Animal welfare goes academic

by Mark James on July 13, 2011

The University of Bristol, in conjunction with Dogs Trust, is offering the first vocational course in Companion Animal Welfare and Behavioural Rehabilitation.

Animal welfare can be a complex field with many large organisations active in the UK and many small home operations all offering differing perspectives on what represents good animal welfare.

dogs-trust-advertTypically, staff working in animal welfare organisations will have a keen interest in providing good levels of care but despite good intentions, maybe they do not always have a full grounding in all of the necessary skills to provide the best outcome for their charges. This new course hopes to remedy this.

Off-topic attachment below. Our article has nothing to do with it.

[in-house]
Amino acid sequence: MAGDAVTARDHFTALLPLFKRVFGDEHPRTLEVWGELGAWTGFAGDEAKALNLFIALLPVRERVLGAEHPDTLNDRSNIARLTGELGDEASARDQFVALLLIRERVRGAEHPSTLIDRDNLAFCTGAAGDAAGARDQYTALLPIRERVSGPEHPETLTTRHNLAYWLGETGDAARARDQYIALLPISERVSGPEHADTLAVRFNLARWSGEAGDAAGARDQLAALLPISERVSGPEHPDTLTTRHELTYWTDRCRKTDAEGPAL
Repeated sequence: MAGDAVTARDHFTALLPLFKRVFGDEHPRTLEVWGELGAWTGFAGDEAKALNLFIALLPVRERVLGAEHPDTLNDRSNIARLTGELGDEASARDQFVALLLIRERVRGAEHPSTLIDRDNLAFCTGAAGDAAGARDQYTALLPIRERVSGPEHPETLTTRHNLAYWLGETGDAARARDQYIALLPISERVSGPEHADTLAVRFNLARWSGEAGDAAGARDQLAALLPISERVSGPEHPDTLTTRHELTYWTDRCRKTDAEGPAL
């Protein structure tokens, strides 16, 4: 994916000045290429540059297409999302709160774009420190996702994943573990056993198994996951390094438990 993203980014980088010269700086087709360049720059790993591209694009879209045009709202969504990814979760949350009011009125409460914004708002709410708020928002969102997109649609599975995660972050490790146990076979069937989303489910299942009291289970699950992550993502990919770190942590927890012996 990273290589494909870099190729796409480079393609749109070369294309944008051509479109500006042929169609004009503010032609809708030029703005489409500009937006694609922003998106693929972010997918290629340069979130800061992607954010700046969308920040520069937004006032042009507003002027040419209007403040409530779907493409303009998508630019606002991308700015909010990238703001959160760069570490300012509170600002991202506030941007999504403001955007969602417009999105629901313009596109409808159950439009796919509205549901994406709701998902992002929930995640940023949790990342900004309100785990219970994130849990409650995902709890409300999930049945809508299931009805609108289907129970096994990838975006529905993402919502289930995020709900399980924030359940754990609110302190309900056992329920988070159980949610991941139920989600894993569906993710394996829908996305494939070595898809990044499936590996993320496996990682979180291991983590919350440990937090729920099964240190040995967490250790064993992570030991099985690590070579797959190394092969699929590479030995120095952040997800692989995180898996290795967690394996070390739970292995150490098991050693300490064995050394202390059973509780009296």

The Dogs Trust has funded the development of the course which it sees as important in enabling welfare staff to take an “evidence based approach to canine behavioural assessment and modification, which we believe is key.” commented Paula Boyden, the Dogs Trust Deputy Veterinary Director.

The aim of the course is to enable staff to effectively and consistently manage each stage of the rehoming process. This depends on properly assessing the individual needs of each animal through to managing behaviour modification and then managing the rehoming process by identifying suitable homes and providing necessary support for animal adopters.

The course is a two year, part time vocational course and is based in the Universities Animal Welfare and Behaviour Group which has international recognition.

The educational concept should offer benefits of providing qualifications to staff, promoting a structured process and necessary skills for staff working in a challenging environment and improving animal welfare.

The university can be contacted for information about the course through e-mail to joanne.fryer@bristol.ac.uk.

 

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